• Manny
    Nov 22, 2008
    On Monday, an old friend came round to lunch, and, while we were having a cup of tea in the living room, remarked on the number of Richard Dawkins books on my shelf. Somehow, I'd never heard that she'd actually had Dawkins as a supervisor for one term when she was an undergraduate at O...
  • Chris
    May 06, 2014
    Richard Dawkins has done an astounding job producing this book. If it were not for his other great works, The Selfish Gene and The Extended Phenotype: The Long Reach of the Gene, The Ancestor's Tale would be his best work in evolutionary science. It matters not one bit that it's a summ...
  • Chris
    Jan 06, 2015
    Richard Dawkins is the best writer on the topic of evolution that I have encountered. He is able to explain concepts in such a way as to make them easily understandable. All of the books that I have read by Dawkins have been very informative and entertaining as well. The Ancestor's Tal...
  • Hadrian
    Aug 12, 2010
    Charming and packed with detail. Dawkins' eloquence and passion for his subject is a real treat to enjoy. ...
  • Lee Harmon
    Mar 05, 2011
    While I read different genres, I only review books with a religious content. So, if I may be excused for one of my ?liberal Christian rants,? let me say this: It?s a sad day when a book about evolution earns a spot on the shelves of a religion blog. It simply astounds me that hal...
  • David (דוד)
    Sep 22, 2012
    6-stars [NOTE: I like to provide a 6-star rating to a book when it has been able to keep me in a state of amazement almost continuously for at least 80% of its content.] A terrific book on evolution from the vast spectrum of creatures on this planet. Truly, a lot of information h...
  • Mark Hartzer
    Jan 12, 2012
    It's a shame that some people get caught up in Mr. Dawkins as a supposed spokesman for Atheism because first and foremost, he's a scientist, and this book is about the science behind life on Earth. In order to better explain evolutionary science, Dawkins metaphorically borrows Chau...
  • Max
    Dec 21, 2016
    Dawkins presents evolutionary biology in a Chaucerian format. As with the pilgrims in The Canterbury Tales, each of Dawkins tales is about pilgrims on their way to a common destination, in this case the beginning of life. Each group of species marches back in time rendezvousing where t...
  • Otherwyrld
    Sep 15, 2018
    I approached a book of this size and scope with some trepidation (seriously, you could kill someone if you hit them over the head with the hardback edition), how could this possibly cover the whole history of life on Earth. I also note that I have had issues in the past with the author...
  • Andy
    Sep 24, 2018
    Your 30-million-greats-grandparent was a shrew. Your 270-million-greats-grandparent from over half a billion years ago looked like this worm. Did I mention that its mouth doubled as its anus? This book is filled with ways ways of making you feel very small. This is the type of book tha...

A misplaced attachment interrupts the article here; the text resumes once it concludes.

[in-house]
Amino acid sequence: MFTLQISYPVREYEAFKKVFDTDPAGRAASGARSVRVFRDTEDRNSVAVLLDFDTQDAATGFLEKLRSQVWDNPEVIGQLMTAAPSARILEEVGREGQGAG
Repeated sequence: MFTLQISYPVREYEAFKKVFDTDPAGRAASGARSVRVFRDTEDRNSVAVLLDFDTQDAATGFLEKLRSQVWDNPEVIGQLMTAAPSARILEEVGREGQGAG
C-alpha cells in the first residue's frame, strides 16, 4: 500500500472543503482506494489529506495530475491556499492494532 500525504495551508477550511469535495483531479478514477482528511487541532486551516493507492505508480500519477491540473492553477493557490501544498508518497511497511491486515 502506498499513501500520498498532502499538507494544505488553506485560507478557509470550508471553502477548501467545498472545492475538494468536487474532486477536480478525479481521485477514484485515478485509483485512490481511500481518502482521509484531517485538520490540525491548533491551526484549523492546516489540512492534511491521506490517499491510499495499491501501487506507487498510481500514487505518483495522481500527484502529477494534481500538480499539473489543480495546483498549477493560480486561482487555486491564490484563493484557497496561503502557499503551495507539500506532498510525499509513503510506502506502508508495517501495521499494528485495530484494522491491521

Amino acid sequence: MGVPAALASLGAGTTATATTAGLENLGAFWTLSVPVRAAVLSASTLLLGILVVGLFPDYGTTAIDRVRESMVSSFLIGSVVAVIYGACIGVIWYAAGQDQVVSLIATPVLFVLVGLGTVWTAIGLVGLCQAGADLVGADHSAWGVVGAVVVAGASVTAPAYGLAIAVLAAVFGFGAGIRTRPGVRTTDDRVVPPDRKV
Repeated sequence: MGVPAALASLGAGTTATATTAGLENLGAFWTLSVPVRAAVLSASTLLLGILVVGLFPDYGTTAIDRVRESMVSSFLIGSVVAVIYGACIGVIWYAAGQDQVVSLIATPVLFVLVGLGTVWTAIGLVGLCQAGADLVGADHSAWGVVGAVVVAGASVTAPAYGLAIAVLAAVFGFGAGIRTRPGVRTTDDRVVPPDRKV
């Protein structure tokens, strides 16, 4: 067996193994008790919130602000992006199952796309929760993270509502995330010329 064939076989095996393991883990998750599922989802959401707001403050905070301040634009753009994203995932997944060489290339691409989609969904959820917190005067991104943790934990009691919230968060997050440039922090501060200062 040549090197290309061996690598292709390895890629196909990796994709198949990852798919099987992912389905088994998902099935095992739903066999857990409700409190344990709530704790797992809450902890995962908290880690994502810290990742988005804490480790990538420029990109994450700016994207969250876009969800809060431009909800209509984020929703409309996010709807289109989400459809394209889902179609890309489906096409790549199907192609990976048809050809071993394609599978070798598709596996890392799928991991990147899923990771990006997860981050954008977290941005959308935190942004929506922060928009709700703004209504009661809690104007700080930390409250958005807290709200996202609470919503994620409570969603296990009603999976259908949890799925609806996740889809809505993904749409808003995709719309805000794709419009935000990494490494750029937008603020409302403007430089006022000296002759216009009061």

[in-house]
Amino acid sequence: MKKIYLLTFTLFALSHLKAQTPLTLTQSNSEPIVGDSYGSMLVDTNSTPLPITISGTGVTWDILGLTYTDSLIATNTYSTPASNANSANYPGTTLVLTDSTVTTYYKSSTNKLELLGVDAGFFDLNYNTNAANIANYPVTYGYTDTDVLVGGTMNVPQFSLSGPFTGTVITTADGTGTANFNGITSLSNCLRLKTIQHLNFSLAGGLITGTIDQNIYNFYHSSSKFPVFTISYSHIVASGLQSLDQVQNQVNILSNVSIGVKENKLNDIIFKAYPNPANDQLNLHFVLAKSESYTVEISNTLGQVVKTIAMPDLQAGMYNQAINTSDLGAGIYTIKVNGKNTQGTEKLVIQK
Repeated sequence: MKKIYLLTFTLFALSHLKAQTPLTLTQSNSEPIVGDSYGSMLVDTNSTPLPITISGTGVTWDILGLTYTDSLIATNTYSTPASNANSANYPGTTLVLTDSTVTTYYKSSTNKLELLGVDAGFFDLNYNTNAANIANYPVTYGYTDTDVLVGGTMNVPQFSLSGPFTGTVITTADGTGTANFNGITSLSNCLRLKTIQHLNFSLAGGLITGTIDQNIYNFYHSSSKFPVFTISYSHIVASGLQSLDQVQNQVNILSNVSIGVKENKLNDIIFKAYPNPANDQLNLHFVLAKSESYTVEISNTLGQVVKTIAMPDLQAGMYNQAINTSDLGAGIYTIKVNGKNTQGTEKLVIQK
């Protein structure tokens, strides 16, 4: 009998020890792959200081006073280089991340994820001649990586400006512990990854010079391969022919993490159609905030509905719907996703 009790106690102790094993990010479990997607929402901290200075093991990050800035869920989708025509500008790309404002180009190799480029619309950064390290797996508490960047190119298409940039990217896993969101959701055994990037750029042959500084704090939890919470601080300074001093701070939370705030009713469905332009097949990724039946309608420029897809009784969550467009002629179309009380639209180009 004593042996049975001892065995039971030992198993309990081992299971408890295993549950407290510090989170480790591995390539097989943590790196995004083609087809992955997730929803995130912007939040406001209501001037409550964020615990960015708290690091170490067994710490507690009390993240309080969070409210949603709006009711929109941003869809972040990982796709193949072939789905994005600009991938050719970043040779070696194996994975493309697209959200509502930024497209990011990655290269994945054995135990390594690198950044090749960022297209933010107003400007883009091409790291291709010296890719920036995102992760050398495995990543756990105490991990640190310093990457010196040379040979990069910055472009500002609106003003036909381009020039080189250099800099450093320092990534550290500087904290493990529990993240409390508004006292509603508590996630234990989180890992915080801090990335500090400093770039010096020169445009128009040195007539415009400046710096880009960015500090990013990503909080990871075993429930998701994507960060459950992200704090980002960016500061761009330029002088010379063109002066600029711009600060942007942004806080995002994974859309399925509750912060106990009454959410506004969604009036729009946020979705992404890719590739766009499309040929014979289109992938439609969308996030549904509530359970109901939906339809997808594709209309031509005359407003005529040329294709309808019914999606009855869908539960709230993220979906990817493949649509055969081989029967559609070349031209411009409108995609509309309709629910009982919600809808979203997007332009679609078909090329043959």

• Pink
    Aug 02, 2014
    Wow. I like Richard Dawkins. I like what he has to say in The God Delusion and I like his tweets for the same reason. Lots of people don't like his confrontational stand on religion, but don't let that put you off here. First and foremost, he is an amazing scientist. Th...
  • Jaclynn
    Jun 27, 2018
    Not recommended for those with a passing interest in evolution...this is heavy into the math and science realms. This is an extremely in depth, hefty tome as seen from the point of view of homo sapiens travelling backwards in time to the dawn of life. Dawkins tale is modeled after Cant...
  • Aurélien Thomas
    Apr 13, 2013
    Here's an ambitious bet: to tell the story of life on Earth as an odyssey, a pilgrimage backward in time. The approach is indeed original as, reading this book is like boarding a time machine where at each chapter we meet one of our ancestors -that Dawkins describes, showing in which w...
  • Fipah
    Mar 18, 2018
    4 stars = I really liked it Dividing the book into two digestible parts (that themselves count as books really) was what I've done and I can recommended it, yet the drawback is one does not remember very well the points he made in the first half of the book, however it was not at al...
  • Mike
    Jun 16, 2017
    This may be Dawkins' best book.The Ancestor's Tale follows our evolutionary line backwards in time displaying Dawkins's fabuolus talent for elegant and clear exposition and ability to make natural selection poetic and wonderfull despite nature beign "red in toth and claw".Unputdownable...
  • Illiterate
    Jun 27, 2019
    Dawkins? backwards history emphasizes the chaotic (anti-teleological) and continuous (anti-essentialist) nature of evolution. ...
  • Michael Kress
    Jun 09, 2018
    Dawkins was the author who made me realize how fascinating evolutionary biology is. I had read a few of his books before I started this one, but they were all around 300 to 400 pages. This one is 614 pages. It goes back in time, starting in the present moment until we finally reach the...